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Project management for pub and bar fit out projects


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Pubs and bars have been an integral part of the UK's heritage and culture for over 2000 years. They are woven into the fabric of our communities, acting as meeting points for friends, venues for celebrations, and sometimes even historical landmarks. Not only do they serve as social hubs for communities, but they also play a significant role in boosting the local economy by generating employment opportunities.


Project management for pubs requires careful and deliberate planning and construction. The key goal is to ensure that hospitality outlets are well-maintained and refreshed, while respecting their historic features.



An historic country pub built of Cotswold stone. The foreground has grass with picnic benches


Why do pubs and bars need fit out and maintenance?


Maintaining pubs in good condition and ensuring they remain fresh is crucial for several reasons:


Competitive advantage

Customers are more likely to choose establishments that offer a clean and inviting atmosphere over those that appear run-down or neglected. A well-maintained pub provides a pleasant environment for customers to socialise, relax, and enjoy their food and drinks. A pleasant exterior can attract new customers off the street, whilst a fresh and inviting interior encourages patrons to return again and again.


Health and Safety

Regular maintenance helps ensure that the pub or bar meets health and safety standards, creating a safe environment for both customers and staff. This includes addressing issues such as plumbing leaks, electrical hazards, and structural integrity, preventing accidents or injuries.


Preservation of Heritage

Many pubs in the UK have historical and architectural significance. Neglecting maintenance could lead to the deterioration and loss of their unique features.


Economic Impact

Pubs play a significant role in the local economy by providing employment opportunities and contributing to tourism and hospitality. Well-maintained pubs are more likely to attract customers and support local businesses, thereby stimulating economic growth in the community.



A group of people enjoy drinks in a pub


Planning a pub fit out project


As with any project, the first stage of project management for pubs and bars involves meticulous planning involved before construction can start. This includes, feasibility studies, site selection, obtaining permits (such as planning permission), and establishing the project scope.


At this stage, it is crucial that the project manager engages with all the project stakeholders and the project team, including architects, designers, contractors, and regulatory authorities, to make sure visions and expectations are aligned.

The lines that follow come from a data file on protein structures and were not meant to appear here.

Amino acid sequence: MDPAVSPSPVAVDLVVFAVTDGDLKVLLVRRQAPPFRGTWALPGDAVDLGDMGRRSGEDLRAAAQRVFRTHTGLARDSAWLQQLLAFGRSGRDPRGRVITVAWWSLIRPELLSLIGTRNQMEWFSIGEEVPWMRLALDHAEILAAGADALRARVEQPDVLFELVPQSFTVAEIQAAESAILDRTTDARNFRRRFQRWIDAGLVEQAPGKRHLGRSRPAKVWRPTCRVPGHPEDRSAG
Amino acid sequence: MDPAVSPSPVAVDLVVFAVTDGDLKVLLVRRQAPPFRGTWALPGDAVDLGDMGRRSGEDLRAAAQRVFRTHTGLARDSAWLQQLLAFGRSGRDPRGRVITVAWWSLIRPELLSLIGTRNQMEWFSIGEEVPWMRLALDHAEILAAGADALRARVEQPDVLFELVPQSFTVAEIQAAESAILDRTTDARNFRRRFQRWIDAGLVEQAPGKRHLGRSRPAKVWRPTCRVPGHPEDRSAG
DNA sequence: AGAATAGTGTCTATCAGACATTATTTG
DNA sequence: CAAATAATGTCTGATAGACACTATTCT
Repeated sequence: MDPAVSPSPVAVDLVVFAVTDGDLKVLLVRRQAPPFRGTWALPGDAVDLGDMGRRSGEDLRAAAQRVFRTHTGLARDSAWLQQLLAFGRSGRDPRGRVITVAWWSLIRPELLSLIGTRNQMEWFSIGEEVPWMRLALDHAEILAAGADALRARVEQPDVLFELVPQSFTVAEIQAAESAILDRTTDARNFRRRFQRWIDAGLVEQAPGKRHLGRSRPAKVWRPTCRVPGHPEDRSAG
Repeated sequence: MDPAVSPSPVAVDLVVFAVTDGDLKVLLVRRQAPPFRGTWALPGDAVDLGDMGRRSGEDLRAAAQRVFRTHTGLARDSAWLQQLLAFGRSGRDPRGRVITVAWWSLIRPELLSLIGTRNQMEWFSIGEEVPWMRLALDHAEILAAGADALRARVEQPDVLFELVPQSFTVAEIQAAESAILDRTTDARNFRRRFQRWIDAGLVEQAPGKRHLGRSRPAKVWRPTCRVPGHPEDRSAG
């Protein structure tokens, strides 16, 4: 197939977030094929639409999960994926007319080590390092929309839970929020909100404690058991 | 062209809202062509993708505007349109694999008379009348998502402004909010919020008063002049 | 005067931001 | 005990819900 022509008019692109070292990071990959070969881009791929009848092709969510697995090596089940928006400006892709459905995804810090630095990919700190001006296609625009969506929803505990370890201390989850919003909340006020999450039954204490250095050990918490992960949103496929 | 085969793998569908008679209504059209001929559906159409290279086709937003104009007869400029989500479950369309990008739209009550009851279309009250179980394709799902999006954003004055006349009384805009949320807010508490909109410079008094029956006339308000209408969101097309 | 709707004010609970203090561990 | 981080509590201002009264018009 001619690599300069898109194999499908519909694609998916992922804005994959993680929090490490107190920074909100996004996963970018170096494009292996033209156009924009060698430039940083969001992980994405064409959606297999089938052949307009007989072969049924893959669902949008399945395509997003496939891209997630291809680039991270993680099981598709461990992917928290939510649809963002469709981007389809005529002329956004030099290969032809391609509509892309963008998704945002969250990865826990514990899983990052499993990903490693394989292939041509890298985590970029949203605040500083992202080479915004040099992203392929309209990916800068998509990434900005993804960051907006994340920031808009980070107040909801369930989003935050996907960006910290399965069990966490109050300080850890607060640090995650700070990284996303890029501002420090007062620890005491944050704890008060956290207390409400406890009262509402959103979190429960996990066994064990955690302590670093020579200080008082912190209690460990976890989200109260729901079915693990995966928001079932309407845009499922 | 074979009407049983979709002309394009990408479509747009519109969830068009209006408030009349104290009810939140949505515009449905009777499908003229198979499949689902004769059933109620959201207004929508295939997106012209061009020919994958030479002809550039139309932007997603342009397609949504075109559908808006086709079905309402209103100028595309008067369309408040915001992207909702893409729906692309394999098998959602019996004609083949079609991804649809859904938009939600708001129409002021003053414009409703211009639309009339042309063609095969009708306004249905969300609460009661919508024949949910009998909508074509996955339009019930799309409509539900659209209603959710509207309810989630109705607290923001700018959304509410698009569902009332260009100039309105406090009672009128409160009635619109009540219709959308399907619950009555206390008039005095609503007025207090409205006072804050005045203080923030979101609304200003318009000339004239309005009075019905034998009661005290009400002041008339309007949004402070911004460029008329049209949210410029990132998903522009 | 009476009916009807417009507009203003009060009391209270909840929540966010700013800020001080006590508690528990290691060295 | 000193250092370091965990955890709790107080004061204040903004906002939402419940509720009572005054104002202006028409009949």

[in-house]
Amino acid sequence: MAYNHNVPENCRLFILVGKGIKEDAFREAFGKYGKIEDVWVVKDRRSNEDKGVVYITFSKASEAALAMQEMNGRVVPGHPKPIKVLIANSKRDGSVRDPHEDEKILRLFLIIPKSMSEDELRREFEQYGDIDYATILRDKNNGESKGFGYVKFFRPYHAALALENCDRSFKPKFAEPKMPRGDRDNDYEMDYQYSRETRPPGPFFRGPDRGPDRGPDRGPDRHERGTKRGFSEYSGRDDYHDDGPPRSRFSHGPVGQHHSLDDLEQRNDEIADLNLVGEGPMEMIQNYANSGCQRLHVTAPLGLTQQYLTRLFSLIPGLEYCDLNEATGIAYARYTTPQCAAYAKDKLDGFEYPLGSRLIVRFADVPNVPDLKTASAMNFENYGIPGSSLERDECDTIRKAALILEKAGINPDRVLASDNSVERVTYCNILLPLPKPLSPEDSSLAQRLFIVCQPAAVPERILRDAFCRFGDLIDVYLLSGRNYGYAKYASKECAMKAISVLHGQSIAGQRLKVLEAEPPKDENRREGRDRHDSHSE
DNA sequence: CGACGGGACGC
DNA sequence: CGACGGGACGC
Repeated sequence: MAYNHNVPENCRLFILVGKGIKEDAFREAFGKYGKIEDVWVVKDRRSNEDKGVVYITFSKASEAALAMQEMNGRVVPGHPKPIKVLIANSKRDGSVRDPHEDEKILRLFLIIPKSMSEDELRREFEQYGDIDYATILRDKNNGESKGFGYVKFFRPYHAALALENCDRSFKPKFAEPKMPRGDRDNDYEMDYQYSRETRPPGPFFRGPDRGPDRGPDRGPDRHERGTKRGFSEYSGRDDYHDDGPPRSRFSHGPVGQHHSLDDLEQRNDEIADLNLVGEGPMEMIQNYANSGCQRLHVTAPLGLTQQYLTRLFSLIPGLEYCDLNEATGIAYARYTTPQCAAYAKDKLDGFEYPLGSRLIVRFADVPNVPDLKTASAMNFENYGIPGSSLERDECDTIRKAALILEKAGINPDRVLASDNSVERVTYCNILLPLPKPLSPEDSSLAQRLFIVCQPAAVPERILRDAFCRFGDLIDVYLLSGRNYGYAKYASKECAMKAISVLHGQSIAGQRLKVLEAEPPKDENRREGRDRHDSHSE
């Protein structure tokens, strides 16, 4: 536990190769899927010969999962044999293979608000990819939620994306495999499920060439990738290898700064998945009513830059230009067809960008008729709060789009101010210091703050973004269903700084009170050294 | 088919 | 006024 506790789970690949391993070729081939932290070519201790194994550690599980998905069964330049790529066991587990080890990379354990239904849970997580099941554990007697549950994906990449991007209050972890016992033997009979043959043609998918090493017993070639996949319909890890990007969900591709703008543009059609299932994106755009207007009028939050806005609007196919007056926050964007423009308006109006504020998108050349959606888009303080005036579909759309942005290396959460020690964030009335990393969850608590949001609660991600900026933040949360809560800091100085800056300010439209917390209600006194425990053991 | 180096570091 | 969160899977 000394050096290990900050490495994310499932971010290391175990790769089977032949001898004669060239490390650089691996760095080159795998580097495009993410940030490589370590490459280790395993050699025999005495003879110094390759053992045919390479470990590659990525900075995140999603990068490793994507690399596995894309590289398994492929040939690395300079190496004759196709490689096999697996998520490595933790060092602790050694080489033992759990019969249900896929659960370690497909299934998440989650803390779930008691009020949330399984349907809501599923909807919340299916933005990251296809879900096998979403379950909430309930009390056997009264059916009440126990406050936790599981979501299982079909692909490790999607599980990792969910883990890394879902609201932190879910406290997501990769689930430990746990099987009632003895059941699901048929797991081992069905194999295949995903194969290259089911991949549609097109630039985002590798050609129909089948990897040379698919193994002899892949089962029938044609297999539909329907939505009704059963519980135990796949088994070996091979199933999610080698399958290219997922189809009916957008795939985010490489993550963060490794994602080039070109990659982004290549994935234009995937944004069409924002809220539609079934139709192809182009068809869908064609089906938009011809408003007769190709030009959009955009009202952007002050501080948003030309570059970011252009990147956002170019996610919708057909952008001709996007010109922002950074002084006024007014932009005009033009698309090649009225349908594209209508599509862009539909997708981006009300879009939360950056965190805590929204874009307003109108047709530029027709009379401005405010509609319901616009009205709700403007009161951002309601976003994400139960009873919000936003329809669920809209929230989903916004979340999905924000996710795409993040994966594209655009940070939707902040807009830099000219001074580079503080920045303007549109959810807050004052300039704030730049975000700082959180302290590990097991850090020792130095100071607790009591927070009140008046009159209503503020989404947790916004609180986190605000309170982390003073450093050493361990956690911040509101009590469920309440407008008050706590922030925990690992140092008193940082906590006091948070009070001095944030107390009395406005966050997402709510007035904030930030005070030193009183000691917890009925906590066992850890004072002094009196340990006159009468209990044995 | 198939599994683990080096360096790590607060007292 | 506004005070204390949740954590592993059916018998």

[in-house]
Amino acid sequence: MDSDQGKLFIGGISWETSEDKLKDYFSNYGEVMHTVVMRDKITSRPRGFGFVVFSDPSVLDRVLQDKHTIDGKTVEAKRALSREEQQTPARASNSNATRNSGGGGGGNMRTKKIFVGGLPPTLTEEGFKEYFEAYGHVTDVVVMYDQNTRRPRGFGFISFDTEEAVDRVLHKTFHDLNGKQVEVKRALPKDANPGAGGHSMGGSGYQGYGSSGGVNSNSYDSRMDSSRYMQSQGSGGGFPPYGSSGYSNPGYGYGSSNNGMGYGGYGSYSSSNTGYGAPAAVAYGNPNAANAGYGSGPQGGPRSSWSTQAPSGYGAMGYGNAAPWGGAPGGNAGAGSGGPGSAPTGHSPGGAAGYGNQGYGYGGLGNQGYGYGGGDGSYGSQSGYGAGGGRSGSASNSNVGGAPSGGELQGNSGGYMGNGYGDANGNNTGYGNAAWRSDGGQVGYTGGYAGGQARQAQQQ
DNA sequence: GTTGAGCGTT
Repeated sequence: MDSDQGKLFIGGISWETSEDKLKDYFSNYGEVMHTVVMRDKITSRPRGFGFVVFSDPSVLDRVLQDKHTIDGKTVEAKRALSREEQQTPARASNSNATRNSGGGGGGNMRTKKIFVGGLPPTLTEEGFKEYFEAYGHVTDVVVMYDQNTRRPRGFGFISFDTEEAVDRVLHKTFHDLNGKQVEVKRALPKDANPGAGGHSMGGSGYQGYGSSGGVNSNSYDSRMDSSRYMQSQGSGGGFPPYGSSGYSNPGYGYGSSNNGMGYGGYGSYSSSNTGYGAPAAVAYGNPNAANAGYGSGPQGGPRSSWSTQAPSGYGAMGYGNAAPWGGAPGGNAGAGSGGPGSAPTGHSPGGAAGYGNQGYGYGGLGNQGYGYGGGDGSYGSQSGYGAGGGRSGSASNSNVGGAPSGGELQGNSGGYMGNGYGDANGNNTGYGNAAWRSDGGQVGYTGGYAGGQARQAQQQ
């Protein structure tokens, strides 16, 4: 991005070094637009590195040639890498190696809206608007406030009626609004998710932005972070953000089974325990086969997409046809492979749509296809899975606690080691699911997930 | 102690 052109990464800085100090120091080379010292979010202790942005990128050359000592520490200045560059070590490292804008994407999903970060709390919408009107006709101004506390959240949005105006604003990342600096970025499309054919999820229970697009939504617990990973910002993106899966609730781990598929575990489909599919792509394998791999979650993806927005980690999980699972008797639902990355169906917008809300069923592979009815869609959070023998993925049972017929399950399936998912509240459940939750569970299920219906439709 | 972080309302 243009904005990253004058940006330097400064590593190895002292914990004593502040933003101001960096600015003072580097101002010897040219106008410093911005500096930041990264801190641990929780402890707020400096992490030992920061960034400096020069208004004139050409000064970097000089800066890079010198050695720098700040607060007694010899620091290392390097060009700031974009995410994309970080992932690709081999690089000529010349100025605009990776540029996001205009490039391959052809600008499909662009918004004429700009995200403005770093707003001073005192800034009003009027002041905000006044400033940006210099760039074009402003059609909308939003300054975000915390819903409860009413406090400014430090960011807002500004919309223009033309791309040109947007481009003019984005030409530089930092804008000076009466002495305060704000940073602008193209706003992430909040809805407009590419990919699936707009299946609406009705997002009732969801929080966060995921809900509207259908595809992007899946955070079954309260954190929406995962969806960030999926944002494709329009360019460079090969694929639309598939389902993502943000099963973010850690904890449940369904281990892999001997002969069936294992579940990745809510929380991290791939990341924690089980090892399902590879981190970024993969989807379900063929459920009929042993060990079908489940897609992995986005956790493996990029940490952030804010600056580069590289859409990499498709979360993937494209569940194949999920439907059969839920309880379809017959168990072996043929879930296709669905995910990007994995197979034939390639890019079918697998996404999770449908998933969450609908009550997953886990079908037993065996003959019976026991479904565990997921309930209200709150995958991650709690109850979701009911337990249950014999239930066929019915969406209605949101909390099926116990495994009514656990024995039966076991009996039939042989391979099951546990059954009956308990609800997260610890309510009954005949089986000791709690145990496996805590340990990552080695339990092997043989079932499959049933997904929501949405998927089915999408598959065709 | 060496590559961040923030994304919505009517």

As pubs are so important to local communities, it’s especially important to have the community's support if your plans involve major changes to the building. For historical listed sites it can be more challenging to gain planning consent for construction. Initial proposals may have to be adapted for the planning consent.


Project management during construction for pubs and bars


During the construction stage of the project, the project manager oversees the execution, coordinating various trades, scheduling deliveries, and ensuring adherence to quality and safety standards. Challenges like weather delays, material shortages, and unforeseen site conditions may arise, requiring adaptability and effective problem-solving to keep the project on track.


Progress monitoring should be done to ensure the project is kept on time, on budget, and to the required standard. Project managers will communication regularly with stakeholders, keeping them continuously up to date with project progress. This transparency enables timely adjustments to the project programme, mitigating risks and addressing issues before they escalate to serious problems.



A modern bar with mirrored shelving, a selection of bottle of spirits and bar stools


Project completion and beyond


When a project reaches the final stages of completion, commissioning is done to ensure that all systems, from plumbing to HVAC, are operational and meet performance standards. The project manager will make certain that final inspections and tests are successfully conducted to verify compliance with regulatory requirements.


Post-construction support involves addressing any remaining issues, or snags, providing training to staff, and ensuring a smooth transition to operations. Ongoing maintenance and periodic renovations may be necessary to uphold the pub's allure and functionality over time.



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Author



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Rachel Hounsell Roberts

Rachel is one of our apprentice Project Managers, studying for BSc Construction Management. She's supporting retail and hospitality fit out projects and getting involved in all aspects of the business.


She's looking forward to learning more about project management and is excited to see where this apprenticeship will take her!



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